27.9.04

Who gives a (fresh) fig!


I've eaten a lot of "firsts" since coming to Japan--wagyu (Japanese beef), fish sperm, horse (raw and grilled--hey, hey, hey...I cheered for Seabiscuit. AND I read and sobbed through every horse story there ever was as a child, so I'm not a horse hater...but I won't say no if there are slices of Flicka sizzling on a grill in front of me. Sorry, have I offended?)--which was to be expected since the only other time I'd previously been to this country was when I was about six, which for some reason left me with only a single memory: eating escargots--a buttery, garlicky memory, for sure.

Incidentally, this post is about another food I never would have connected with Japan: fresh figs. Usually when I think figs I think of places like Egypt, and I think dried figs--kind of, well, dry, lumpy things.

Well, it was just this year that I started noticing fresh figs. Of course my curiosity was caught. My first impression was that the shape was delightful--curvaceous and plump,
nothing like it's dried counterpart, and how sad that such a voluptuous fruit would be reduced to something so...shrunken and brown. Ah well.

There is something delightful about slicing into a fresh fig. After that first tear into the thin, furry-ish skin, your knife just glides neatly through, no annoying pits (as with peaches) to deter your halving efforts. And then inside... gorgeous and fun. There is a round rosy center with darker pink striations fanning outward, and teeny pink seeds at the heart of the fruit. Awww, cute and kind of sexy.
(Apologies for the painfully detestable photography)

The smell: vegetable. Well, the scent is a delicate cross between cucumbers and watermelons. NOT exactly mouthwatering, in my opinion. But doesn't mean I don't like cucumbers and watermelons.

The texture: very soft, like an extremely ripe peach, but minus all the drippy juice.

The taste: nguh... Okay, so maybe this won't be my favorite new fruit. That's okay since they're kind of expensive anyway (700 yen for a pack of five). It's NOT bad. Moderately sweet. No hint of tartness--which, unfortunately, does not appeal, as I like fruit that have a bit of sour mixed in with the sweet. The most interesting thing about the fig is that it has quite literally a smoky taste. I have heard of recipes that pair fresh figs with parma ham. This makes absolute sense to me. I think figs would work better in cold savory dishes, likes salads, as its flavor is not likely to clash violently with the other ingredients.

To make up for its low pucker power--and to quickly expend my pack of five before they are overripe--I've been having a diced fig topped with plain, unsweetened yogurt for breakfast every morning this week. Fairly good stuff. My favorite is still kiwis and plain yogurt though, mmm, zingy.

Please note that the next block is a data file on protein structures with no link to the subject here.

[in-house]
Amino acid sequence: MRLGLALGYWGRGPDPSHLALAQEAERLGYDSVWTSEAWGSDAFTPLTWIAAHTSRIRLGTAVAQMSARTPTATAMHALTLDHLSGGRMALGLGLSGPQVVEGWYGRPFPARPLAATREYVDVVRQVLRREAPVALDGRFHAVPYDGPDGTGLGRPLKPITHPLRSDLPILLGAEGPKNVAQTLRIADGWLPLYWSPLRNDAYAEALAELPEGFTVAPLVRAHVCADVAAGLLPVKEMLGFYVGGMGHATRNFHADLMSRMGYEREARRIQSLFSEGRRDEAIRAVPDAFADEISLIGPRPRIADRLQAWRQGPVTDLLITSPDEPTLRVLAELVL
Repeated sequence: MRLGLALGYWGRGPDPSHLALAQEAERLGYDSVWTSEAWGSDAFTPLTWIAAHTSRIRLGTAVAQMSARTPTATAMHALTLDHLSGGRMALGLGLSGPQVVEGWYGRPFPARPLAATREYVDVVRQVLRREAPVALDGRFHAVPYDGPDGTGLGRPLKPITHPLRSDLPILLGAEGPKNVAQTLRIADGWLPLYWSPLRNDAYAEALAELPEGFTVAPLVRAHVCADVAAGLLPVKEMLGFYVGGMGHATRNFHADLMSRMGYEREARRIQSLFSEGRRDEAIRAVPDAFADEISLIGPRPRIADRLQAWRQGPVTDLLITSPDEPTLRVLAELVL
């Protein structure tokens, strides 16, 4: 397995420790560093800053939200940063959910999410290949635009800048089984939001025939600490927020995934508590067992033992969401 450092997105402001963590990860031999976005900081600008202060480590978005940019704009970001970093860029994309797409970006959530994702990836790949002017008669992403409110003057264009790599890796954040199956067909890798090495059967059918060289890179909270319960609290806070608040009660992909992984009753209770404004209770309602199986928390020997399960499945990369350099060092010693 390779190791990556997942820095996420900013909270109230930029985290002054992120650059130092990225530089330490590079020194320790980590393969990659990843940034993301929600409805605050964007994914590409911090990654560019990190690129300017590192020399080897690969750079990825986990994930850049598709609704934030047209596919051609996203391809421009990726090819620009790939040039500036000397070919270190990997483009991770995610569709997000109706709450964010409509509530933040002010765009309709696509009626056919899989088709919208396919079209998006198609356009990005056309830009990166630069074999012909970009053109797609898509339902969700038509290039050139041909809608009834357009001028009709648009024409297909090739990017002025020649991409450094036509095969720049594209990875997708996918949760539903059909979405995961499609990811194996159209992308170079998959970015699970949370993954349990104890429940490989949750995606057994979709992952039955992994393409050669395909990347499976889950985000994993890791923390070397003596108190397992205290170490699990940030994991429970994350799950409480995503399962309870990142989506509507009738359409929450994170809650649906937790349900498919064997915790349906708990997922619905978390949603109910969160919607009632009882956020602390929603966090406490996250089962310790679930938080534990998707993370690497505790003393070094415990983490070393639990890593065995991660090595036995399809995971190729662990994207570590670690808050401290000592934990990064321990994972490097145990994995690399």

Haven't had any time to cook this past week so could not get a little more creative with the (poor, unwanted) figs. Since the number of comments on this blog has been less than overwhelming, I don't expect I will suddenly receive suggestions about what to do with figs that would change my currently lukewarm position on them... anyone? Anyone?

...Again with the crickets.

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5 Comments:

fish sperm? interesting... was it cooked in something?

9/28/2004 12:17:00 AM  

Wei Yeen! I never thought you'd be the one to zero in on the fish sperm and completely disregard my fig review... which is what I *would* say if I wasn't so delighted to see a comment!

Let's see. The fish sperm was raw, which is I think the only way the Japanese feel that fish sperm should be eaten. It looks like a white brain--and a pretty damn big one. I mean, since human sperm is microscopic, you'd just assume... and fish... But I suppose this is a whole coil(?) of sperm, a whole sack of sperm, so there's a lot of it.

The texture is smooth, almost like those cheesecakes that aren't baked and have gelatin mixed in to lighten them up. It's extremely creamy and rich, and I can't eat too much of it. The taste...salty, but without any real discernable flavor. Quite honestly, I could happily never eat it again, which is fortunate for me cause it's a delicacy and pretty expensive.

9/28/2004 08:06:00 PM  

CORRECTION! Bad me. Sorry, I just assumed that eating the sperm sacs--which by the way are called shirako--raw was the "only way" because it is prized for that creamy, delicate texture and cooking it might alter that. But I just remembered that it sometimes goes into a hot pot dish, usually with lots of other fish parts. Never tried that. Could be good.

9/28/2004 08:14:00 PM  

It's not my fault. You wrote right at the beginning and all I could think about when I was reading the rest of it was "she ate fish sperm?" *grin* That's kinda interesting. I wouldn't mind trying it. I actually do read your blog everyday when I get in to work (it's my warm up session before I actually start working, or more like the 1/2 hr when my bosses haven't gotten in yet).... so keep writing, I promise to leave more comments.. oo.. and my other question was, the figs do look like dragonfruits, they're not the same, right? i haven't tasted either.

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